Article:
Export (0) Print
Expand All

Scripting

Scripting in SMO is controlled by the Scripter object and its child objects, or the Script method on individual objects. The Scripter object controls the mapping out of dependency relationships for objects on an instance of Microsoft SQL Server.

Advanced scripting by using the Scripter object and its child objects is a three phase process:

  1. Discovery

  2. List generation

  3. Script generation

The discovery phase uses the DependencyWalker object. Given an URN list of objects, the DiscoverDependencies method of the DependencyWalker object returns a DependencyTree object for the objects in the URN list. The Boolean fParents parameter is used to select whether the parents or the children of the specified object are to be discovered. The dependency tree can be modified at this stage.

In the list generation phase, the tree is passed in and the resulting list is returned. This object list is in scripting order and can be manipulated.

The list generation phases use the WalkDependencies method to return a DependencyTree. The DependencyTree can be modified at this stage.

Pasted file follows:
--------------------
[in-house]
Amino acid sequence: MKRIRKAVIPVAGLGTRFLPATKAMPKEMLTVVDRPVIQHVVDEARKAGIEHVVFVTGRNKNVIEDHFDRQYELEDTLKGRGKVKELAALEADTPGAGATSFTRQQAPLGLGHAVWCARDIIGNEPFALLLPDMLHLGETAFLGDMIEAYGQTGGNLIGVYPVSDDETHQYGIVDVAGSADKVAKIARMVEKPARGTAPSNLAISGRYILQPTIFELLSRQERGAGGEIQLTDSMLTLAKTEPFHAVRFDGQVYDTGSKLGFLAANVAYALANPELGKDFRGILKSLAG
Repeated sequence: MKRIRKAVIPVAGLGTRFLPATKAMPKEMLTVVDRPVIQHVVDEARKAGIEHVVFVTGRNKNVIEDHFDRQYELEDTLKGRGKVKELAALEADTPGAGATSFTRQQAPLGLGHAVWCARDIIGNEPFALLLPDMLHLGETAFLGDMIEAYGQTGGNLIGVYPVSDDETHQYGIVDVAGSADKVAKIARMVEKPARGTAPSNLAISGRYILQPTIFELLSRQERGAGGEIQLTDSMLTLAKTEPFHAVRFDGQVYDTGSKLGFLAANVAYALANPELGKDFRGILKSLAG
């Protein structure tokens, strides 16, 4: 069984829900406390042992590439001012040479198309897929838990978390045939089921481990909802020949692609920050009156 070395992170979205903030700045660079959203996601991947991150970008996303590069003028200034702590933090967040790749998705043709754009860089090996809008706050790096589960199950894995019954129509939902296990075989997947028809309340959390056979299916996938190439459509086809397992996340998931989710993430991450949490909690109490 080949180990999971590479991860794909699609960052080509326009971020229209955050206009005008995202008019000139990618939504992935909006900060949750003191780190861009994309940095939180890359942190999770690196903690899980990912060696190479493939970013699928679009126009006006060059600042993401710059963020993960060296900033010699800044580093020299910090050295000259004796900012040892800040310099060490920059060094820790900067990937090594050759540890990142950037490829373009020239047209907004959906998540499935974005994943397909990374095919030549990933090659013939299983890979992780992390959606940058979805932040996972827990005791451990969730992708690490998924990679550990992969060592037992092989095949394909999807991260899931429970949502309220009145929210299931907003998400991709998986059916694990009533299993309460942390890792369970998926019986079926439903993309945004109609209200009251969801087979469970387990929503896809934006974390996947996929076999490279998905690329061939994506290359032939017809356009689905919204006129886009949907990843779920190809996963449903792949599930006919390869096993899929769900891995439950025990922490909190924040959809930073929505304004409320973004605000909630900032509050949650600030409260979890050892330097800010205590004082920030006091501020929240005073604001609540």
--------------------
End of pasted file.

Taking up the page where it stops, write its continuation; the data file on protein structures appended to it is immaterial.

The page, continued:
In the third and final phase, a script is generated with the specified list and scripting options. The result is returned as a StringCollection system object. In this phase the dependent object names are then extracted from the Items collection of the DependencyTree object and properties such as NumberOfSiblings and FirstChild.

To use any code example that is provided, you will have to choose the programming environment, the programming template, and the programming language in which to create your application. For more information, see How to: Create a Visual Basic SMO Project in Visual Studio .NET or How to: Create a Visual C# SMO Project in Visual Studio .NET.

This code example requires an Imports statement for the System.Collections.Specialized namespace. Insert this with the other Imports statements, before any declarations in the application.

Imports Microsoft.SqlServer.Management.Smo